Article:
Monday, November 3, 2014

The Pope's Mistress

Pope Alexander VI (1431 - 1503) divided the Atlantic in half in his famous bull giving most of the western New World to the Spaniards and Africa to the Portuguese.  He also found time for women.

Cardinal Rodrigo Borgia (soon to be Pope Alexander VI) was fifty-seven years old when he chose gorgeous fifteen-year-old Giulia Farnese as his mistress in 1489.  She had spectacular long golder hair which in a few years would reach all the way to the marble floors of the Vatican.  Giulia was already married to Orsino Orsini.  "He was a good husband," states papal antihistorian E. R. Chamberlin.  "He was blind in one eye, he knew how to wink with the other."

It became an open secret in Rome that the pope had chosen this giddy, joyous, spectacularly beautiful teenager as his mistress.  Her friends called her "La Bella"; the people dubbed her the "Bride of Christ."  To call it an "open secret" is perhaps too cautious; everyone knew, and very few cared -- except the pope's master-of-ceremonies, a German, Johann Burchard, who kept a diary that has survived.  "From the greatest to the least," wrote Burchard of the top church officials in 1491, "they took on concubines in the fashion of marriage, and indeed they did this publicly."  He added: "Unless God provides, this corruption will spread to monks and those in religious orders, although the convents of Rome have almost become all brothels even now, since no one forbids it."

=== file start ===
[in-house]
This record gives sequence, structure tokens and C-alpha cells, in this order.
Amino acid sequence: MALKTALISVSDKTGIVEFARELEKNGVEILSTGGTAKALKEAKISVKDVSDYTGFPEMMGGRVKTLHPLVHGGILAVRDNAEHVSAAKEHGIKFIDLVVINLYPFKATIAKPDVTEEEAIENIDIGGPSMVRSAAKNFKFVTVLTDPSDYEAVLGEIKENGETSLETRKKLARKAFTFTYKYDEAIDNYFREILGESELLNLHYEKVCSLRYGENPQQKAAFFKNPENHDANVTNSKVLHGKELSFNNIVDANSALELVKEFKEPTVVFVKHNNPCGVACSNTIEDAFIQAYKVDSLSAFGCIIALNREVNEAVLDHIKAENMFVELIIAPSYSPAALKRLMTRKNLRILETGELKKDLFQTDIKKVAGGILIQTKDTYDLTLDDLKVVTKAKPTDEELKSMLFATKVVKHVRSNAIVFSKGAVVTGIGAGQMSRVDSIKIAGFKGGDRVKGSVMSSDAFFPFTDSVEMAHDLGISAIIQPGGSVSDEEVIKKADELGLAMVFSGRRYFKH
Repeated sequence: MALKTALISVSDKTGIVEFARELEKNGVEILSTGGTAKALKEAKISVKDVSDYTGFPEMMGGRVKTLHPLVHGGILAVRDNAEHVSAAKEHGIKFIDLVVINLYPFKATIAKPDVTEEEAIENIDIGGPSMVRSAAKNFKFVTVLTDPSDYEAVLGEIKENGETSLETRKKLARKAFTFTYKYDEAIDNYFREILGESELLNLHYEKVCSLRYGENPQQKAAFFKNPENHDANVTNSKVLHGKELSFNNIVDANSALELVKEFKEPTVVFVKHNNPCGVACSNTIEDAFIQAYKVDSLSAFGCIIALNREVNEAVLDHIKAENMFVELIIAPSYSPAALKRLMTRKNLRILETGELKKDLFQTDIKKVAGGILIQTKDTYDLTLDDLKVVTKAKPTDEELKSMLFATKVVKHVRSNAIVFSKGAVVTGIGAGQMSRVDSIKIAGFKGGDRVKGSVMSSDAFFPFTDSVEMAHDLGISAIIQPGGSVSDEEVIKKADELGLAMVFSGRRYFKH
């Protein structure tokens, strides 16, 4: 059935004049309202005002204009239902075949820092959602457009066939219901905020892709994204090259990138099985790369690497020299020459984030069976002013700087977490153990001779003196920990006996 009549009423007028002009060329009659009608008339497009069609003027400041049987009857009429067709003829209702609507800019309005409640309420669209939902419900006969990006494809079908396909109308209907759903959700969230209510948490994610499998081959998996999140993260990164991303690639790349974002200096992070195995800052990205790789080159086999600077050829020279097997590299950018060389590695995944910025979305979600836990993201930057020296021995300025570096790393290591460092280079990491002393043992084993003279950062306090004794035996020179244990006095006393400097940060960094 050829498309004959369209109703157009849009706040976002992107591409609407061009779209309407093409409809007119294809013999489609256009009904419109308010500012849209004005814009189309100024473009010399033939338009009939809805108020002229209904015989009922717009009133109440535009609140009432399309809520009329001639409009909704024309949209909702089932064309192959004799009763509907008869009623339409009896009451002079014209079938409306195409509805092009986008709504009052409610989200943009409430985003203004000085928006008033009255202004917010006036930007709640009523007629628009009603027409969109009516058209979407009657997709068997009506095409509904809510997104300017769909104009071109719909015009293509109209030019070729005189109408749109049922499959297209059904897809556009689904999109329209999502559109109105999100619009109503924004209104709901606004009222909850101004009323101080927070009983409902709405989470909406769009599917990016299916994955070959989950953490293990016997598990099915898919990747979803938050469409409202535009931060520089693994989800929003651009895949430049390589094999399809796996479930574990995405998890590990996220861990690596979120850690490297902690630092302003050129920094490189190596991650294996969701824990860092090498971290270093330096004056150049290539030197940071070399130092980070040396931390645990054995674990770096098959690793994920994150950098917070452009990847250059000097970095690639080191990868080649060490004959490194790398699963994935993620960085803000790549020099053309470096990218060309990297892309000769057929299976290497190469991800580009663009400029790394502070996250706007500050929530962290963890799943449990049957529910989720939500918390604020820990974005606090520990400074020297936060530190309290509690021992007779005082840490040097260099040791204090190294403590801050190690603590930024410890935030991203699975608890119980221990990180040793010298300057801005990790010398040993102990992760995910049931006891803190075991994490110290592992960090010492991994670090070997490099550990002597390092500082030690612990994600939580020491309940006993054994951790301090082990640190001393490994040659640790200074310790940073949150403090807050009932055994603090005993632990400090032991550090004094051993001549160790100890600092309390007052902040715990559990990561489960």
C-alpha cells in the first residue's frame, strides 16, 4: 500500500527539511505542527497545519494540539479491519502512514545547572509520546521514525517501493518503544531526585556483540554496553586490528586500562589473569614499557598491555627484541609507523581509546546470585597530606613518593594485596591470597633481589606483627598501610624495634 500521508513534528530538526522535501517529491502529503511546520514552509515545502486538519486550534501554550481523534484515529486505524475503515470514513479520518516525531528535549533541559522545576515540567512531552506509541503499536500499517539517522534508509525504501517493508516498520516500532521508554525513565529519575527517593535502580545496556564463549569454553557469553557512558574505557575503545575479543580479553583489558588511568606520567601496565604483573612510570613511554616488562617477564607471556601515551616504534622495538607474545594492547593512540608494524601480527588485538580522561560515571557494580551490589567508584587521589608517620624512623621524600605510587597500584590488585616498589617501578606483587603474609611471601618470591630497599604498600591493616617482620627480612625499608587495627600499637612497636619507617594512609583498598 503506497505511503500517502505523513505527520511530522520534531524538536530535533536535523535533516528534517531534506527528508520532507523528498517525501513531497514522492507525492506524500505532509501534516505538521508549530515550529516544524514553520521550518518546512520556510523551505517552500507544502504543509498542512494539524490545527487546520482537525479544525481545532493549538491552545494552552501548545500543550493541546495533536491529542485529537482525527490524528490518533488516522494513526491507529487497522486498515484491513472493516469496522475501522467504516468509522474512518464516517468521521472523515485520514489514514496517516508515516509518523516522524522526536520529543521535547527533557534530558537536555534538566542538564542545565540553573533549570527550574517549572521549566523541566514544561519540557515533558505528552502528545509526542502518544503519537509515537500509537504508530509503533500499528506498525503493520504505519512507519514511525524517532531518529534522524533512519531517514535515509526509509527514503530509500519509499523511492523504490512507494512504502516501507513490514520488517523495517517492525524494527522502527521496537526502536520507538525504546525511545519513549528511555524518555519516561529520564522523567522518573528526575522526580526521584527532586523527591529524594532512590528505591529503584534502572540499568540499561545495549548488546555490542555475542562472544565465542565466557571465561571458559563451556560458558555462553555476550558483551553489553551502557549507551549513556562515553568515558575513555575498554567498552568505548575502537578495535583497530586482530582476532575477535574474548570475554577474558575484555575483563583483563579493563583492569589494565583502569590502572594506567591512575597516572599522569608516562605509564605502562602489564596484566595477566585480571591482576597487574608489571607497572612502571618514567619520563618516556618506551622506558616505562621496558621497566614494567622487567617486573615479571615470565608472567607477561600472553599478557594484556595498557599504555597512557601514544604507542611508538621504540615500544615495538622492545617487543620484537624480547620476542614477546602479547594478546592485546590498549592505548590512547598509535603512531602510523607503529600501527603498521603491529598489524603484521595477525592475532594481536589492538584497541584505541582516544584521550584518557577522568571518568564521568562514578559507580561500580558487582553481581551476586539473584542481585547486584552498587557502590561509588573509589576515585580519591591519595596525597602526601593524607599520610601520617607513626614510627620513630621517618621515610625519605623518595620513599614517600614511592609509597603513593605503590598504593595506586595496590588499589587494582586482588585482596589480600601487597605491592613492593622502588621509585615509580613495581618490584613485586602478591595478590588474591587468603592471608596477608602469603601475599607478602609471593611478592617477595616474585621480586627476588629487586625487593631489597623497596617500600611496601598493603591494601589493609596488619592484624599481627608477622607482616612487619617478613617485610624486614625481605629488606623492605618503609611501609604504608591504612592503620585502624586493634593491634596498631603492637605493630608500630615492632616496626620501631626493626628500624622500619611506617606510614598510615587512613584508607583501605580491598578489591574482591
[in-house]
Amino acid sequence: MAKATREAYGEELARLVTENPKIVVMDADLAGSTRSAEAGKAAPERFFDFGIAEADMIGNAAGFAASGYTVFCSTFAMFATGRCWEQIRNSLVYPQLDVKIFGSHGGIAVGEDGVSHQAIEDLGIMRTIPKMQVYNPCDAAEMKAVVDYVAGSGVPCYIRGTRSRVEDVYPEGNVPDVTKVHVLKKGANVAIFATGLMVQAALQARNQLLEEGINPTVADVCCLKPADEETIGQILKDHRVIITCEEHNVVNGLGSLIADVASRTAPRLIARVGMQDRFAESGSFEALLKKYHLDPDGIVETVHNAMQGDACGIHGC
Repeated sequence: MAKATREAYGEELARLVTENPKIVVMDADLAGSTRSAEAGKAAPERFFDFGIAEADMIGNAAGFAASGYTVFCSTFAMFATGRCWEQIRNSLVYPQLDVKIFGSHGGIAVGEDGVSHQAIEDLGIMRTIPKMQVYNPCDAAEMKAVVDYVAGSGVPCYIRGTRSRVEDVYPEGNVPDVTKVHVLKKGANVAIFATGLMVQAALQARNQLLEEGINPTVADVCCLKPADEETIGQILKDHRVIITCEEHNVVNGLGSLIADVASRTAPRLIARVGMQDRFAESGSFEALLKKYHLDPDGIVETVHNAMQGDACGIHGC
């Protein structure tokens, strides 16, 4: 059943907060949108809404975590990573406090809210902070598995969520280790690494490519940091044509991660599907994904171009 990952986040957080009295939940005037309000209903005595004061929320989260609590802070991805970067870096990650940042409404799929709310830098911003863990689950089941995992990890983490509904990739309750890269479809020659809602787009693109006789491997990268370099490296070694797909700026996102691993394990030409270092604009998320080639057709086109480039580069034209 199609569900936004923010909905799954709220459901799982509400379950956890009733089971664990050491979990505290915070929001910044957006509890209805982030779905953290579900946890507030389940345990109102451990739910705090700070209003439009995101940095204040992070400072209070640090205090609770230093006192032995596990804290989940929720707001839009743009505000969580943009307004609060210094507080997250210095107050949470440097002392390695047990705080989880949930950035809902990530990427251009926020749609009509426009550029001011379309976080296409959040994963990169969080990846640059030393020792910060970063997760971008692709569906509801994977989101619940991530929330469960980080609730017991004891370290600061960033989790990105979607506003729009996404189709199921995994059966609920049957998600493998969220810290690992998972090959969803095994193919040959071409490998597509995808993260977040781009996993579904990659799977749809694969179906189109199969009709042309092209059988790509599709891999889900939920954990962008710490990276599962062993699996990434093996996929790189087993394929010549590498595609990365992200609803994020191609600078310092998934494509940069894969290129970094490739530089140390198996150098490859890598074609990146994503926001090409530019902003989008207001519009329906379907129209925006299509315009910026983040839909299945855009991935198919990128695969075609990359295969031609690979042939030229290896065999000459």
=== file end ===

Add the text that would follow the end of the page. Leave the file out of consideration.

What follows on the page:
In these modern days of reputable papacy, whose temporal power controls an area the size of a college campus, it is very difficult to get a handle on these Renaissance popes.

They fought wars, had mistresses, fathered bastards, sold Church offices, and yet at the same time mouthed pieties.  This was accepted behavior.

Giulia Farnese (1474 - 1524) attended the wedding of the pope's thirteen-year-old daughter, Lucrezia
Borgia; Giulia was not skulking in the corners, but dazzling in the front of the wedding party.  Lucrezia, whose long white gown's train was borne by a young black, entered the appointed room in the papal palace, and Giulia Farnese and 150 other women followed her to where the pope sat on the great papal throne with eleven cardinals.  the doors were shut for about an hour to the male wedding guests.  Burchard -- a stickler for protocol -- records of the women that "despite my admonishments, none of them genuflected, except for the pope's daughter and a few others close to her."  He adds, though, that later when the pope's son kissed his father's foot, all the 150 women followed suit, performing the traditional greeting of kissing the cross on the papal slipper.

The men were allowed to enter about halfway through the ceremony, which ended with a huge celebration.  The pope offered up fifty silver urns of sweets, about one hundred pounds of expensive candy.  A miffed Burchard reports that "for a sign of great happiness the candies were throuwn into the bosoms of many women, especially the beautiful ones," adding, testily, "and this was done for the honor and praise of God and the Roman church."


Giulia Farnese bore the pope two sons, which he acknowledged openly, and one of her descendants from their union became Pope Innocent X (in office 1644 - 1655).  More immediately, her brother Alessandro Farnese was made cardinal, and wags called him the "Petticoat Cardinal," that is, until he bacame Pope Paul III (in office 1534 -1549). Giula was portrayed in several religious paintings, including a Transfiguration by Raphael.  Some scholars also contend that she was the model for the Virgin Mary painted by Pinturicchio in the papal apartments.

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